Recently, towards the beginning of tech week over at the Charlestown Working Theater where Actors’ Shakespeare Project is producing Christopher Marlowe’s Edward II, I overheard my director speaking with our lighting designer about how he wishes that the traditional theatre rehearsal process was not one that separated the actors’ rehearsal from the designers’ construction of the world—”tech week”. At first, my knowing that David R. Gammons is both a director and designer allowed me to understand his point of view without much thought. That said, the more I think about that conversation, the more I find myself asking: why?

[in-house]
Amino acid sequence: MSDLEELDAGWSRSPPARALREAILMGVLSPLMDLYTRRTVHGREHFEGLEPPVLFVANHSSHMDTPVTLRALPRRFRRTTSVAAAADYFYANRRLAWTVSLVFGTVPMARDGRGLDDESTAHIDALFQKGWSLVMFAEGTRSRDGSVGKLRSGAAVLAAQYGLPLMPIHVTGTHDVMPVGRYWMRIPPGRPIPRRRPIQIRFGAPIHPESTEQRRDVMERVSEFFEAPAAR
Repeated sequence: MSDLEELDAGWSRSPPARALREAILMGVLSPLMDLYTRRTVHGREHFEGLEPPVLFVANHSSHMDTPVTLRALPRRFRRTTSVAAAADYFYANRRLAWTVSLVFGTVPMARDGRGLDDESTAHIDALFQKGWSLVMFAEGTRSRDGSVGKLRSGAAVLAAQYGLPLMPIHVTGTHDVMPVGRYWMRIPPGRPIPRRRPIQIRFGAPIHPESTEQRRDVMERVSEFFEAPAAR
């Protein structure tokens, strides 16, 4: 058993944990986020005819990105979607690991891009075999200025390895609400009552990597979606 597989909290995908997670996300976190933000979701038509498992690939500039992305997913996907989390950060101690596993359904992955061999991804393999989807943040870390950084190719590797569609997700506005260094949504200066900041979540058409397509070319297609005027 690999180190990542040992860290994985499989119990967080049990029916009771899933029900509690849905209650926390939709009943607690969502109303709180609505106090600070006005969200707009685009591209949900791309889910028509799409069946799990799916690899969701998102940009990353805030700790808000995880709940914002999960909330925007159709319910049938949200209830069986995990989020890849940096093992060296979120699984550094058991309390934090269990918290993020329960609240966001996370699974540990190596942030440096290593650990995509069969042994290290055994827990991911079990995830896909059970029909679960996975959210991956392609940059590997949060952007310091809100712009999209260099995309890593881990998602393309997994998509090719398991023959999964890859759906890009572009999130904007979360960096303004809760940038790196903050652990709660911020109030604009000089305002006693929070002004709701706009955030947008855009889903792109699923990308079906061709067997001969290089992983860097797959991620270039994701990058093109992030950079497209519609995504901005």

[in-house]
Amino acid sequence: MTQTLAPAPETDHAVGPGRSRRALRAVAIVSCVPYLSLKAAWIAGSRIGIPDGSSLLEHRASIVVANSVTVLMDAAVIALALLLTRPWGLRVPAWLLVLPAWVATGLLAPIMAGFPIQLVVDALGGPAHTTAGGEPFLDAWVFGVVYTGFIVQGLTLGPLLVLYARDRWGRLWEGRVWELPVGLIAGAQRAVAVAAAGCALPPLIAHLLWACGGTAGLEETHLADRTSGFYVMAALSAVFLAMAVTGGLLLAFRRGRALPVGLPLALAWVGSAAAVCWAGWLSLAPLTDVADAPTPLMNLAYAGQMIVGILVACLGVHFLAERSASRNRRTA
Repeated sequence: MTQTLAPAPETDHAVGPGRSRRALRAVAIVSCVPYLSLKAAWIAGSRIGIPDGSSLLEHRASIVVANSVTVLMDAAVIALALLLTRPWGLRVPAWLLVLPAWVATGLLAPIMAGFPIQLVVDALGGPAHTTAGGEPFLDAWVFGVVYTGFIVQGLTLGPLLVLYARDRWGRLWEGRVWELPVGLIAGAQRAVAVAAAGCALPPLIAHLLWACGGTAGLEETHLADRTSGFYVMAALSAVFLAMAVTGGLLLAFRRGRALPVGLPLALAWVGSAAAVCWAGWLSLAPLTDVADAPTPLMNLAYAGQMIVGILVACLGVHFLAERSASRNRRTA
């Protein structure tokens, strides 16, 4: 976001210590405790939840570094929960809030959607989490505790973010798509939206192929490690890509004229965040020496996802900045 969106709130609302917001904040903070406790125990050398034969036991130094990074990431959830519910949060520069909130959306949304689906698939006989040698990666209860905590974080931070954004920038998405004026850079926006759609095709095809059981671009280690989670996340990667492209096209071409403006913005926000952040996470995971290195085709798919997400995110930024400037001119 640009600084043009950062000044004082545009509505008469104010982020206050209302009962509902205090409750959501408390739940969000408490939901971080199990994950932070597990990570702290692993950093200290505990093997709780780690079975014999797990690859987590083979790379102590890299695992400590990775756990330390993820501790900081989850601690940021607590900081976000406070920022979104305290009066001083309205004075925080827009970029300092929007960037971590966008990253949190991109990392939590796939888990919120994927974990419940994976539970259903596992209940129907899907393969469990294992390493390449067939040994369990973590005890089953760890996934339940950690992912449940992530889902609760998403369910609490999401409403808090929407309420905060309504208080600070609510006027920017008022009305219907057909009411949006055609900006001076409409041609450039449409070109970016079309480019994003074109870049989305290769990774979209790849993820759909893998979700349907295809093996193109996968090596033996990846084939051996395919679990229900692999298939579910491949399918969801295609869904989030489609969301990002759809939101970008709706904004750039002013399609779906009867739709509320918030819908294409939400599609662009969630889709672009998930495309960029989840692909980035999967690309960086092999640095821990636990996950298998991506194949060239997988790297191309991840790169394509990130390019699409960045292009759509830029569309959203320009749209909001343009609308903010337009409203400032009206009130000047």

Each semester in our Dramatic Literature courses, something that we are required to read is an article titled “EF’s Visit to a Small Planet,” where the author discusses how plays are planets of their own with their own set of rules. If I consider that ideology to be truthful, then one could argue that my responsibility as an actor in rehearsal is to figure out what the planet that my character exists in is like and what are the rules that set me free and/or keep me bound. Now, if theatre is inherently a collaborative art form, why not have a process where designers make discoveries about the world of the play in real time with the actors? Where does the construct of “tech week” even come from? Other than financial or logistical reasons (space availability, equipment availability, etc), is there an artistic purpose to separating designers and performers from one another for anything from two weeks to two months, only to then rush the marrying of the two aspects of a show a week before the opening of a production? Who made this decision? They need to be fired.